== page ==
2015 ORS 815.305¹
Disconnection or alteration of pollution control equipment
  • penalty

(1) A person commits the offense of unlawful disconnection or alteration of pollution control equipment if the person does any of the following:

(a) Disconnects or permits to be disconnected a factory installed motor vehicle air pollution control device or a factory-installed system, as defined in ORS 468A.350 (Definitions for ORS 468A.350 to 468A.400), or knowingly and willfully permits such device or factory-installed system to become or remain inoperative.

(b) Modifies or alters a certified system or factory-installed system, as defined in ORS 468A.350 (Definitions for ORS 468A.350 to 468A.400), in a manner that decreases its efficiency or effectiveness in the control of air pollution.

(2) The following exemptions to this section are established:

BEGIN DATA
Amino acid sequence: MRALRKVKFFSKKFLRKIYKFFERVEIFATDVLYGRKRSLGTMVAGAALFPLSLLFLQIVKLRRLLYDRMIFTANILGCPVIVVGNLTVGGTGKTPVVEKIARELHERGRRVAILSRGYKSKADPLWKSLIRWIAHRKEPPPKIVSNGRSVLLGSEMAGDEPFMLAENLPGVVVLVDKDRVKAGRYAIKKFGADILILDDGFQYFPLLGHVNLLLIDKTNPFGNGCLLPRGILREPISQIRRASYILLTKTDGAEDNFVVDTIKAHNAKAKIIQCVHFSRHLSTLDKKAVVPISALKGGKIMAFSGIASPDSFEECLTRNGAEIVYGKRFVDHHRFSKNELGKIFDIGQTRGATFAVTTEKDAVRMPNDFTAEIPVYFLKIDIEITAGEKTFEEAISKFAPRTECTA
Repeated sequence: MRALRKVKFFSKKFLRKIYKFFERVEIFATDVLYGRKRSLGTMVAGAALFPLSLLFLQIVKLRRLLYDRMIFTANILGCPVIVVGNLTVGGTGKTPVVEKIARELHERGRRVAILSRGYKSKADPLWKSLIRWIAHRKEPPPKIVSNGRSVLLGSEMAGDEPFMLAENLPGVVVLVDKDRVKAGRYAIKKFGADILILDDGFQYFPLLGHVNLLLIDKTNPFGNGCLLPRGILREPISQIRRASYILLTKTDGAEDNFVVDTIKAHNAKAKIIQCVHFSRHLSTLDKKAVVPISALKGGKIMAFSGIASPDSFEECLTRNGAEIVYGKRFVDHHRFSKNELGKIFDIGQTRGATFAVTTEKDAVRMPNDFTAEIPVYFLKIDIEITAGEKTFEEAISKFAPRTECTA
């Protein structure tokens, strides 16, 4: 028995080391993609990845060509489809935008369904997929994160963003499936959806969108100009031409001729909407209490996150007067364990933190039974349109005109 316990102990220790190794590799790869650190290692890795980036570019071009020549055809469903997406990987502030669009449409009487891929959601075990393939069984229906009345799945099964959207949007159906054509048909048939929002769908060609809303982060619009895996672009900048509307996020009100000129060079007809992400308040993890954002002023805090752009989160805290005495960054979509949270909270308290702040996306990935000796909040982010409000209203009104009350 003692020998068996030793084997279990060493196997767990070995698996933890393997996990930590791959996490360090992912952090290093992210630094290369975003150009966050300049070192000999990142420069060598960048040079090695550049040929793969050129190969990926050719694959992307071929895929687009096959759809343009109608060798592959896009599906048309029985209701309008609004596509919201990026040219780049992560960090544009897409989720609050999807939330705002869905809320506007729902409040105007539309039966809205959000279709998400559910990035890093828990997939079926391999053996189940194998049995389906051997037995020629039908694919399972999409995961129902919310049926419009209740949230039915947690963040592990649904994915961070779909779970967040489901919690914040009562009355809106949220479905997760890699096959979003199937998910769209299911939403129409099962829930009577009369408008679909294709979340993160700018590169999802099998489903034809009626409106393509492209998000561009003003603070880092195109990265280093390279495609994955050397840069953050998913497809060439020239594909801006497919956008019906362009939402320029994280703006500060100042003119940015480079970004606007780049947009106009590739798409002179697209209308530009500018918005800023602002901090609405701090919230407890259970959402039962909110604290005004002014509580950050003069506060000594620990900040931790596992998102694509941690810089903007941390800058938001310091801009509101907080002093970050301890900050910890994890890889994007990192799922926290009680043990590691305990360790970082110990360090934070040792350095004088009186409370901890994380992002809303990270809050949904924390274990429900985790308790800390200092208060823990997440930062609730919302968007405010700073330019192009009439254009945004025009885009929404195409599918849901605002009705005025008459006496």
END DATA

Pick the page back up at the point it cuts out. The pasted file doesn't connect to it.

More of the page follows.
(a) This section does not apply when factory-installed motor vehicle air pollution control equipment, systems or devices are disconnected for the purpose of conversion to gaseous fuels including, but not limited to, liquefied petroleum gases and natural gases in liquefied or gaseous form.

(b) This section is not intended to prohibit the use of replacement, conversion, turbocharger or other alternative components in a certified or factory-installed system if the components do not significantly affect the efficiency or effectiveness of the system in controlling air pollution.

(3) The offense described in this section, unlawful disconnection or alteration of pollution control equipment, is a Class A misdemeanor, but each day of violation does not constitute a separate offense. [1983 c.338 §506]


1 Legislative Counsel Committee, CHAPTER 815—Vehicle Equipment Generally, https://­www.­oregonlegislature.­gov/­bills_laws/­ors/­ors815.­html (2015) (last ac­cessed Jul. 16, 2016).
 
2 OregonLaws.org contains the con­tents of Volume 21 of the ORS, inserted along­side the per­tin­ent statutes. See the preface to the ORS An­no­ta­tions for more information.
 
3 OregonLaws.org assembles these lists by analyzing references between Sections. Each listed item refers back to the current Section in its own text. The result reveals relationships in the code that may not have otherwise been apparent.